On December 5 2009, Walter Whiteley gave an invited 45 minute 'Adrien Pouliot Award' talk at the Canadian Mathematics Society Winter Meeting on the same theme of Bridging Mathematics and Mathematics Education. In a number of ways, this reflected on the themes, and the discussions from the June workshop.

Here are the slides from the talk: Bridging Mathematics to Mathematics Education (Windsor 2009). I would be interested in feedback, discussion, debate, ... on these themes.

Big Ideas as a Bridging Theme

We have heard that the next round of curriculum revisions in Ontario will be focused on 'Big Ideas'. This is an interesting shift from detailed lists (which are pedagogically destructive), so we have started work on this. (We being the people in the four year old 'Three Year Curriculum Project!).

There was a one-day session at the Fields Institute in October 2010, and this will be the topic of the Canadian Mathematics Society Mathematics Education Session in December 2011, in Toronto. Some reports from this are at the site:

 http://www-acad.sheridanc.on.ca/~rak/big_ideas.htm

Uncertainty, chance, statistical inference

One big idea identified is the cluster of ideas around chance, uncertainty, statistical inference ... . In New Zealand one of the three strands of the entire mathematics and statistics curriculum k-12 is in this area. Chris Wild from New Zealand will be a Plenary Speaker on this theme.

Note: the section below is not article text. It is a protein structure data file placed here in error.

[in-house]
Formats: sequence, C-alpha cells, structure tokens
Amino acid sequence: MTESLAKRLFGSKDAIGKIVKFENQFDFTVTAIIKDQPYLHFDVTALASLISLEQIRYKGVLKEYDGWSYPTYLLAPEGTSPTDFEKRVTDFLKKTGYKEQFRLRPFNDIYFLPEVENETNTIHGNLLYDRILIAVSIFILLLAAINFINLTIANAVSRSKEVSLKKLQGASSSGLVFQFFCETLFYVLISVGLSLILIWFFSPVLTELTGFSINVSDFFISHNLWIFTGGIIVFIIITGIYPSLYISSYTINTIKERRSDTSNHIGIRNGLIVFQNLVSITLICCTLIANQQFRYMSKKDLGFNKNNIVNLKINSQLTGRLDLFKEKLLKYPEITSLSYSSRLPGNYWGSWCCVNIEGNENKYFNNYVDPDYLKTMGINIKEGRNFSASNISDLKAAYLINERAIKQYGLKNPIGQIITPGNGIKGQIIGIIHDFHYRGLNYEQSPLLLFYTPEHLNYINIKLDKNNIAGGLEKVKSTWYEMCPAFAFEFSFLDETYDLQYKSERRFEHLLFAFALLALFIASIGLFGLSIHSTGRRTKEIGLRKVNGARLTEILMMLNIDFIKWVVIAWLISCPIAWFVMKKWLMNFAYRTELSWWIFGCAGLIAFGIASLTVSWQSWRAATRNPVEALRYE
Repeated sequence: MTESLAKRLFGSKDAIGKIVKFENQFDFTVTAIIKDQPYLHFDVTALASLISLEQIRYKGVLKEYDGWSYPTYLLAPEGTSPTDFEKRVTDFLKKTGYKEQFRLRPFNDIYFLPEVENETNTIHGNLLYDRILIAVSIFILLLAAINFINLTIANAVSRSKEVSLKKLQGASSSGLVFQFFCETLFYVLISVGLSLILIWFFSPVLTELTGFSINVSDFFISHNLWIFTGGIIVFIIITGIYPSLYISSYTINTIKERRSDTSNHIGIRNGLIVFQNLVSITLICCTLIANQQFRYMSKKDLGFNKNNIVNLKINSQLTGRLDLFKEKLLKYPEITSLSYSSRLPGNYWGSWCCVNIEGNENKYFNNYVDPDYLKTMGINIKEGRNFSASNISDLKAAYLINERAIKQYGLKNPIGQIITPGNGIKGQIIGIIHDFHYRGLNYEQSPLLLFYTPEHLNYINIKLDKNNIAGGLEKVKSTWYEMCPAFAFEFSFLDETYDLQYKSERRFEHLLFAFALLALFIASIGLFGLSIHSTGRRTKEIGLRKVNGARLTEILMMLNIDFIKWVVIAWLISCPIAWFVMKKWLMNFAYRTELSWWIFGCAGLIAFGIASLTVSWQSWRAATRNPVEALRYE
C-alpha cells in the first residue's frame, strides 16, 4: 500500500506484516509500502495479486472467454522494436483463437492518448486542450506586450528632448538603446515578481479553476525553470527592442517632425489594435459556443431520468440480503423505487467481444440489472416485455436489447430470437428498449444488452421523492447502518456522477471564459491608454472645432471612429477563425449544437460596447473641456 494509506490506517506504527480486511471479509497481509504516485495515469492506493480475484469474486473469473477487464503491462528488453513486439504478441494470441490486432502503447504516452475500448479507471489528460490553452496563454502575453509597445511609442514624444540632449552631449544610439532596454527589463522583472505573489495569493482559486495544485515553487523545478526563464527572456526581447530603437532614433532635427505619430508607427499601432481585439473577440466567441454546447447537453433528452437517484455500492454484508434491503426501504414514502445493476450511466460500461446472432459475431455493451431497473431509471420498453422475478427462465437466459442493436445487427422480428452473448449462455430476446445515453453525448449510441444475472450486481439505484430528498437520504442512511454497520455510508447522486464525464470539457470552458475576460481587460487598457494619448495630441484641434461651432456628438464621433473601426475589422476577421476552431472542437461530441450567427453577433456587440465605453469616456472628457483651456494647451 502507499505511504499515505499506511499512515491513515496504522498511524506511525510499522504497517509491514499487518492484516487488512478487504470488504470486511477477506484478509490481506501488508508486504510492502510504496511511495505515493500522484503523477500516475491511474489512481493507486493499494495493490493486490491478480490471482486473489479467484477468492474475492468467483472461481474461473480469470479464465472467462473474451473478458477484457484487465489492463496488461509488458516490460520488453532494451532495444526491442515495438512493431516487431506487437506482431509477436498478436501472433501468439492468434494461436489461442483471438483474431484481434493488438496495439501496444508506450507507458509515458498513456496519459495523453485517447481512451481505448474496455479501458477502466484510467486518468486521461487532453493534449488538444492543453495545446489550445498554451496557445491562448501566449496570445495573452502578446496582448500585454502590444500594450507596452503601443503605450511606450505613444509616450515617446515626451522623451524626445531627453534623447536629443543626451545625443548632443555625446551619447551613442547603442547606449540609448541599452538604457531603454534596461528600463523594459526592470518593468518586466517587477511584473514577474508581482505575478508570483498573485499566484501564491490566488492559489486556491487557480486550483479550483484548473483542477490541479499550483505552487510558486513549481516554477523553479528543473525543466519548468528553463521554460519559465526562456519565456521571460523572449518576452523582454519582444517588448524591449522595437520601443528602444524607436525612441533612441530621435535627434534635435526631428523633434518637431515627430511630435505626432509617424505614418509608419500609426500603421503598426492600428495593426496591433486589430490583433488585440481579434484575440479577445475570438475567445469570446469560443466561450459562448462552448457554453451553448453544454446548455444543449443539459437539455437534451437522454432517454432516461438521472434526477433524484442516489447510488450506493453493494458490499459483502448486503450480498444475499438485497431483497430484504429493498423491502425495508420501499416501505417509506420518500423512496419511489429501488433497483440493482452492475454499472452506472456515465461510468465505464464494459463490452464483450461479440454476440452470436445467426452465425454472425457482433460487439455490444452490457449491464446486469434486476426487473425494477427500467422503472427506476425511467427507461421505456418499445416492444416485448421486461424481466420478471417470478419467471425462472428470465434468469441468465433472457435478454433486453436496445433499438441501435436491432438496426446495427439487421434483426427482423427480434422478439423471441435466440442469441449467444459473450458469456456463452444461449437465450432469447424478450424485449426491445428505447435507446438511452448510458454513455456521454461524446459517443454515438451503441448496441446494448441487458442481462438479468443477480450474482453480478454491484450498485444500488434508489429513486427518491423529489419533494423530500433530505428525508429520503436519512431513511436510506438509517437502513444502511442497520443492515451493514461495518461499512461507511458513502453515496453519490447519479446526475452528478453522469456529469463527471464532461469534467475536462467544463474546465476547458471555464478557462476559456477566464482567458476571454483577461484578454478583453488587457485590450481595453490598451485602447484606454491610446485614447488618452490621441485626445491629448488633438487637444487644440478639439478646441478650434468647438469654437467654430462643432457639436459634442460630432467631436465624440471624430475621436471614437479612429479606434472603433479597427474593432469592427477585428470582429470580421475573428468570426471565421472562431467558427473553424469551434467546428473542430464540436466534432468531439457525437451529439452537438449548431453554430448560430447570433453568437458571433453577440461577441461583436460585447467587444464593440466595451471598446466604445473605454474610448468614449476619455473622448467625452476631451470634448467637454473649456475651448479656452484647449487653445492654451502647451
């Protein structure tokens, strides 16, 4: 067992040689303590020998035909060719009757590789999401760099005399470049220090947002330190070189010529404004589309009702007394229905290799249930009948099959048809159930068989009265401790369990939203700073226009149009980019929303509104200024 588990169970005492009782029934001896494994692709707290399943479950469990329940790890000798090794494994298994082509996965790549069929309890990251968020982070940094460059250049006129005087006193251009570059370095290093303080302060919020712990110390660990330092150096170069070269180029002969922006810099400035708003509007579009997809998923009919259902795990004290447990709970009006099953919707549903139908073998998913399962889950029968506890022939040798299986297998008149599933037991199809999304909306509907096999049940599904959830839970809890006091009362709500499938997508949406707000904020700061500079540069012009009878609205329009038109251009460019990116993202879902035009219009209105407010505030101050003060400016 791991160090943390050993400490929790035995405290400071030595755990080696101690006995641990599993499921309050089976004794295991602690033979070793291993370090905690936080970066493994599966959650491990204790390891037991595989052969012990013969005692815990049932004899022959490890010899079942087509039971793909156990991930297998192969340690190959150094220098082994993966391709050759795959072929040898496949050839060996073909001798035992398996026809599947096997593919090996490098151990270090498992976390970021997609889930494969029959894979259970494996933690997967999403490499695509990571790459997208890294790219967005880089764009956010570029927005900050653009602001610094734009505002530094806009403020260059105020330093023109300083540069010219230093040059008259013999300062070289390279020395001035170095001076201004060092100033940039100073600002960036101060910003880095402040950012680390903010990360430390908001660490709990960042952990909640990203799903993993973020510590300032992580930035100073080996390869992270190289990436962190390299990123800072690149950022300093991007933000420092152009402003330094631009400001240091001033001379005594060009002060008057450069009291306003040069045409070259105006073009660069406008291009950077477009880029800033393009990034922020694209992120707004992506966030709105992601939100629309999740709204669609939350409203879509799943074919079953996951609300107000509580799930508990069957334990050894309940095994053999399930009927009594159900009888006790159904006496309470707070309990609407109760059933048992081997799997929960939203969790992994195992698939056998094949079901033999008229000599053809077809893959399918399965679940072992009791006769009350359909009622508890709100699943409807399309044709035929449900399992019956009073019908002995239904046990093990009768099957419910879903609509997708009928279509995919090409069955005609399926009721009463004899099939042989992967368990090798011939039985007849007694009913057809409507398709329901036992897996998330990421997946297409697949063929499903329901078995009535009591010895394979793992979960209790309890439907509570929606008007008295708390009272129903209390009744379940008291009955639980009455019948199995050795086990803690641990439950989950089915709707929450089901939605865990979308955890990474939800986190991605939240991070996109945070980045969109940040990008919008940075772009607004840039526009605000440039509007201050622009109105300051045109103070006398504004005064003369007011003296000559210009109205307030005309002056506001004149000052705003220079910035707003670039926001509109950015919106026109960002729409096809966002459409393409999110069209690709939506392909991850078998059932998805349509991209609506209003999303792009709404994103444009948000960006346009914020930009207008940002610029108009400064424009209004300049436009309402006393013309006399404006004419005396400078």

Mathematical Processes

A second big idea is focusing on the mathematical processes, with less attention to details of which content.

The process expectations of the Ontario curriculum are:

Problem Solving problem solving, and selecting appropriate problem solving techniques and Proving: 
Reflecting and monitoring their processes
Selecting Tools and Computational Strategies 
Connecting … 
Representing and modelling mathematical ideas in multiple forms: 
  concrete, graphical, numerical, algebraic,  and with technology
Communicating …

For comparison, a version of the Undergraduate Degree Level Expectations for the Mathematics for Education program at York University are:

integrate relevant knowledge to pose questions, solve problems and learn new  
  mathematical concepts, methods and tools…  
construct, analyze, and interpret mathematical models and understand the value and limitations 
  of mathematical models
employ technology effectively, including computer software and algorithms (numerical, graphical, simulation), 
  to investigate, conjecture, solve  …
analyze data and make inferences using appropriate concepts and techniques from statistics and mathematics 
  and recognize the limits of inferences.
take a core mathematical concept and ‘unpack / repack’ the cognitive network compressed in the concept  
communicate mathematical and statistical concepts, models, reasoning, explanations, interpretations 
   and  solutions clearly, to multiple audiences in multiple forms …